Following the thrill of Superstar on Friday night, I was admittedly a little more anxious of Saturday’s offering; the premiere production of David Hare’s new ‘Covid monologue’, Beat the Devil. The piece headlines a new season of monologues at the Bridge Theatre, which, as a venue, has done a fantastic job of meeting the safety guidelines imposed by the Government. Having only opened in 2017, the Bridge benefits from a cavernous and flexible theatre auditorium, ample visitor facilities, and a large, airy foyer area. Objectively, with the addition of masks, CCTV style temperature checks and socially distanced seating, it’s as safe an indoor venue as you could visit at the moment.

Moving onto the play itself, Beat the Devil is by all accounts a totally engaging and engrossing monologue from Hare, serving as one of his best new plays in years. Charting Hare’s own experience in contracting the coronavirus in mid-March, the piece is part autobiography; part stand-up comedy routine; and part scathing political takedown of the Government’s pandemic response. Running at only fifty-minutes, Nicholas Hytner’s production moves at breakneck speed to engage its audience, which, given the material, is a logical choice for this particular piece.

Beat the Devil is anchored by a commanding performance by stage and screen veteran Ralph Fiennes, appearing as an onstage surrogate for Hare himself. Given the nature of monologues, the production almost completely rests on Fiennes’ delivery of the text, of which he is more than up to the task. Beat the Devil emerges as a searing retelling of the early days of lockdown. Whilst certainly enjoyable, Hare’s detailed account of his personal experiences with the virus also exists as a haunting reminder of what we face and what we’ve been through.

Kimberley Walsh (Annie), Jack Reynolds (Jonah) and Jay McGuiness (Sam) in Sleepless: A Musical Romance. Photo by Alastair Muir.

In total contrast to Hare’s politically charged, bare-all monologue, Sunday afternoon’s show served as a perfect palate cleanser to end the weekend. Based on the 90’s Tom Hanks and Meg Ryan rom-com Sleepless in Seattle, this musical adaption (rechristened as Sleepless: A Musical Romance) feels like an oddly reflective love story for our times: a romance without physical contact.

Despite the resonance of a socially distant love affair, the ironic talking point of Sleepless is the actual use of physical contact. Owing to a rigorous (and apparently costly) daily COVID test undertaken by the cast and crew before each performance, it currently exists as the only large-scale, full-cast theatre piece in the U.K., and could exist as a blueprint to unlocking theatre worldwide. Sleepless also hugely benefits from its venue, the Troubadour Wembley Park Theatre. More akin to an aircraft hangar than a traditional theatre, the vast West London-venue nevertheless serves a perfect location to keep audiences safe.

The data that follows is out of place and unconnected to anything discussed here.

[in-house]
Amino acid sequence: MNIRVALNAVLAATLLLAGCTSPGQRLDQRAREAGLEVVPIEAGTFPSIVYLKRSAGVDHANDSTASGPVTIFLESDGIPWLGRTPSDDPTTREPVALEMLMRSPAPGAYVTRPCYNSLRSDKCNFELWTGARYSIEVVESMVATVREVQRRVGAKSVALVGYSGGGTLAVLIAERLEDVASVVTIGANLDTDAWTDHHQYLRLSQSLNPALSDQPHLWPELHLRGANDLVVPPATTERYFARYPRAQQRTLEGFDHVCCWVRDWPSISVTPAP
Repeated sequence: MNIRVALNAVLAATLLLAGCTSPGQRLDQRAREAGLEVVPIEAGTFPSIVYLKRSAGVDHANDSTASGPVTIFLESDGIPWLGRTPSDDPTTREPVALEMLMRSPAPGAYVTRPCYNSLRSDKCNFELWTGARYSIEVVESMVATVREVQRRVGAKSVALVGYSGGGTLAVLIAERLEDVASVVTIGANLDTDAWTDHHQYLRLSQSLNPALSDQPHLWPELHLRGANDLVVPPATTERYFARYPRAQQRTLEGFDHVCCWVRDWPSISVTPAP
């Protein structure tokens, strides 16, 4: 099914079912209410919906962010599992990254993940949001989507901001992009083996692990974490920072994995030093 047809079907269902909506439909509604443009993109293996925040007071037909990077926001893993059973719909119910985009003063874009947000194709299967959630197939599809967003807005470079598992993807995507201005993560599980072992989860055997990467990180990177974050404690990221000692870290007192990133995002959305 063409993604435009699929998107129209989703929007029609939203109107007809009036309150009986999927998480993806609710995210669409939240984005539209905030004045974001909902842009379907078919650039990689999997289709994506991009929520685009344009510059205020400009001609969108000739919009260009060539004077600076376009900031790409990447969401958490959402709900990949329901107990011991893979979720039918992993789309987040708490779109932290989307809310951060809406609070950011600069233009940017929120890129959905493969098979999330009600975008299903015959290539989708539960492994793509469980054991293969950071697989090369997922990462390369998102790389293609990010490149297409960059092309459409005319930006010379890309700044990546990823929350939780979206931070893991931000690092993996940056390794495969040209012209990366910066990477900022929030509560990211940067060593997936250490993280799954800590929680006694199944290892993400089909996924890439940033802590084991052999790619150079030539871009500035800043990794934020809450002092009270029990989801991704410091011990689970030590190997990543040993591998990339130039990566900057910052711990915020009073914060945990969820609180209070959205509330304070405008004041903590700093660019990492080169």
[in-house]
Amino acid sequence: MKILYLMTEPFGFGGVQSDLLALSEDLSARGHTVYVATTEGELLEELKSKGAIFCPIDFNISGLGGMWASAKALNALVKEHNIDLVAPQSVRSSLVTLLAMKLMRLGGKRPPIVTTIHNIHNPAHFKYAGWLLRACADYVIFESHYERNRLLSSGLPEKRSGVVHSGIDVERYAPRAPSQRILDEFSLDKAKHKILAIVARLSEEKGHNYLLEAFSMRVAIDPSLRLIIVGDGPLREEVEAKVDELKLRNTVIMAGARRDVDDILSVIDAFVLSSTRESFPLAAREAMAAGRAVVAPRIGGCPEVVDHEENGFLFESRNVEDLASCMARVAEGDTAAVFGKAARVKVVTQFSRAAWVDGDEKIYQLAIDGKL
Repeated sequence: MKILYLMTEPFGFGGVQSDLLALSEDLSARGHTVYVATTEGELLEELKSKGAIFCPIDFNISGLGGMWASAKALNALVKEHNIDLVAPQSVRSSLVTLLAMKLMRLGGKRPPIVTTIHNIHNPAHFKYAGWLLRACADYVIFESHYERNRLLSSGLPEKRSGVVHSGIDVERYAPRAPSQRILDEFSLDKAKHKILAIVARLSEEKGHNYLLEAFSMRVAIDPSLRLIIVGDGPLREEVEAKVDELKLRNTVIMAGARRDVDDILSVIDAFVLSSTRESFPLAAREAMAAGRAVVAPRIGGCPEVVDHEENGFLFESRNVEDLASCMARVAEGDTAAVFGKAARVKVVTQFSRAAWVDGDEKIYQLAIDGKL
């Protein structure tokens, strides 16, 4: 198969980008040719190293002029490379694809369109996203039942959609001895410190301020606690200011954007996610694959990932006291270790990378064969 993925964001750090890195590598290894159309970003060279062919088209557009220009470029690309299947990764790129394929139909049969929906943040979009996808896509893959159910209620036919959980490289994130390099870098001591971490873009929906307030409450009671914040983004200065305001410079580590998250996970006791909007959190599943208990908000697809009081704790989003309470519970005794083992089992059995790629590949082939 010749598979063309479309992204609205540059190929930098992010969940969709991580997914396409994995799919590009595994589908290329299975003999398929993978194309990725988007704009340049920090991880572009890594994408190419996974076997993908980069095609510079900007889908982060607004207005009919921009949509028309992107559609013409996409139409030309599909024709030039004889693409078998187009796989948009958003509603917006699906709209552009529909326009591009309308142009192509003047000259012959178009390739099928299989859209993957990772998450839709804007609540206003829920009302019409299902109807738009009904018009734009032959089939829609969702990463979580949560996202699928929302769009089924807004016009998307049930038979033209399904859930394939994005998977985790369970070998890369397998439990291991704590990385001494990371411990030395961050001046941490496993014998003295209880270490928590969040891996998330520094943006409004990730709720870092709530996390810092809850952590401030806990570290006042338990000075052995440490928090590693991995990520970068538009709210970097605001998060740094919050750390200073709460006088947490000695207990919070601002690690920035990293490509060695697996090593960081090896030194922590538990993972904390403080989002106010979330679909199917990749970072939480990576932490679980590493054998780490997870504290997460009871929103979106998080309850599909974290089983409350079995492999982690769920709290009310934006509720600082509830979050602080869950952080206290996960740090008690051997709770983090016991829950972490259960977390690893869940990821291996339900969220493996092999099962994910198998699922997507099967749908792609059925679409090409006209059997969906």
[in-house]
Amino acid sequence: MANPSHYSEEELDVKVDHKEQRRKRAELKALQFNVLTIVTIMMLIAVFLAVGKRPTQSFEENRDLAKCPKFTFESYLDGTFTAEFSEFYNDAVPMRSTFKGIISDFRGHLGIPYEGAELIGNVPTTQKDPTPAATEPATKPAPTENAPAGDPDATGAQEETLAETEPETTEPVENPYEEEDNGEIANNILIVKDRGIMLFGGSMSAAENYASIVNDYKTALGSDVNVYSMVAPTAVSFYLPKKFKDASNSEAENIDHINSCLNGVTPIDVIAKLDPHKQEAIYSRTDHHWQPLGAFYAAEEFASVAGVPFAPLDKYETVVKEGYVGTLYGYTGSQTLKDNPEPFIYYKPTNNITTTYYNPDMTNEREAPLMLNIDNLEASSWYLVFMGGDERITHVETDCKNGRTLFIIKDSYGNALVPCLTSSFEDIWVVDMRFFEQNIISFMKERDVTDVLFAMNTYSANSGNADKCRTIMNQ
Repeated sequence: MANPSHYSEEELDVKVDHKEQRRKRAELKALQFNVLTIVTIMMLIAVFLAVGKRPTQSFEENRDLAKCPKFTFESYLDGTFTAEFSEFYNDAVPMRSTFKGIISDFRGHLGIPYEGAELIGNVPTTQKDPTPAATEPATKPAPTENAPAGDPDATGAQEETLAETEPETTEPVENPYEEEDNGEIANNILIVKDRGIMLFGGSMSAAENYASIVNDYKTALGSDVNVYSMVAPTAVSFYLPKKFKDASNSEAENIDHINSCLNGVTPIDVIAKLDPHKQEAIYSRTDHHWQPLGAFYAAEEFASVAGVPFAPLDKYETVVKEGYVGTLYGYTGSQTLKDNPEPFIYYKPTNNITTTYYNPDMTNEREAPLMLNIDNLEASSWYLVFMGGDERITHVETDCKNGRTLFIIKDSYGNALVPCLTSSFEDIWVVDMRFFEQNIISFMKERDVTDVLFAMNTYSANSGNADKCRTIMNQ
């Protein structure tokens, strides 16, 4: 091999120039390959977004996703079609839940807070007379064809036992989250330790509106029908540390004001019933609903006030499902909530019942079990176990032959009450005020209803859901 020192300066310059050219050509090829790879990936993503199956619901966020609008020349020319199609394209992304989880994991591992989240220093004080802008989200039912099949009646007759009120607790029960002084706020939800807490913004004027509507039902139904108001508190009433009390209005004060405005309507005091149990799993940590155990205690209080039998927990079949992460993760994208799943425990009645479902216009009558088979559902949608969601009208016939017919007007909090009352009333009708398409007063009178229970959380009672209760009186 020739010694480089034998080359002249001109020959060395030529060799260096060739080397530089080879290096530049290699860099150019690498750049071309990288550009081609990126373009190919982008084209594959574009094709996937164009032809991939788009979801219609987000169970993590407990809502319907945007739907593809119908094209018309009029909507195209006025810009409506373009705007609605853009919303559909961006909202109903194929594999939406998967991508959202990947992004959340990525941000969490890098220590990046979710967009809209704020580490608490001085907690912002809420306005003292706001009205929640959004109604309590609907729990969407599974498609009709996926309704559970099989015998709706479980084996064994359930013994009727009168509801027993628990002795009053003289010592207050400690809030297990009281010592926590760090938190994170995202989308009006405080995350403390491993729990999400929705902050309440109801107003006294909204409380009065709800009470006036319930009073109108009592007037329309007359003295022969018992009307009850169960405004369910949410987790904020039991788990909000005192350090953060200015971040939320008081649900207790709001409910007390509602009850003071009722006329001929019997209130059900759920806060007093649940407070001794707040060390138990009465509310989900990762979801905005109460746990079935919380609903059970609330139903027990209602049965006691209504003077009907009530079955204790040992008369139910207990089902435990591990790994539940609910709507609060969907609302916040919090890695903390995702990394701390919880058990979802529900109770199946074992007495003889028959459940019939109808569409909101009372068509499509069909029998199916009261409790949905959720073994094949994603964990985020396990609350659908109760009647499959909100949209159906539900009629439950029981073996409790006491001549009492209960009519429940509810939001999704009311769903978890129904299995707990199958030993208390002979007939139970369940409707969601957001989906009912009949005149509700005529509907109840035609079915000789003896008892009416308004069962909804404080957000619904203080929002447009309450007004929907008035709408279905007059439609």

The musical itself is a tonic for our times. For what it is, Sleepless is perfectly pleasant, and that’s all we need right now. Brendan Cull and Robert Scott’s original jazz-inflicted score evokes the golden age of Broadway, whilst Morgan Large’s set (with help from video designer Ian William Galloway) cleverly works the protagonist Sam’s career as an architect to inform the design. There’s also nice work from Kimberley Walsh and Jay McGuiness as the likeable romantic leads, reuniting after starring opposite each other in another Tom Hanks’ musical adaptation, Big, in the West End last year. Sleepless is never going to be a musical that sets the world on fire, but there’s no doubting that after half-a-year of fear and bad news, the opening of a new fully-staged, all-singing, all-dancing musical is to be celebrated, and Sunday’s audience left walking on air.

There’s no denying that theatre is in a different state than we left it in March. The industry as a whole is still largely decimated from the effects of coronavirus and the subsequent lockdown, with many futures still unknown. However, if this weekend proved anything, it’s that even in the most dismal of circumstances, creativity can thrive. As more and more news comes out regarding the reopening of our industry, we await with cautious optimism the slow return of our cultural venues. Theatre is delicate, theatre is resilient, and seeing first-hand the joyous reactions of audiences long-starved of live entertainment, I think theatre is necessary.

Photo Credit: Left: Ralph Fiennes in Beat the Devil. © Manuel Harlan: Background and Centre: Genesis Lynea and Declan Bennett in Jesus Christ Superstar: The Concert. © Regent’s Park Open Air Theatre (YouTube): Right: Kimberley Walsh and Jay McGuiness in Sleepless: A Musical Romance. © Alastair Muir.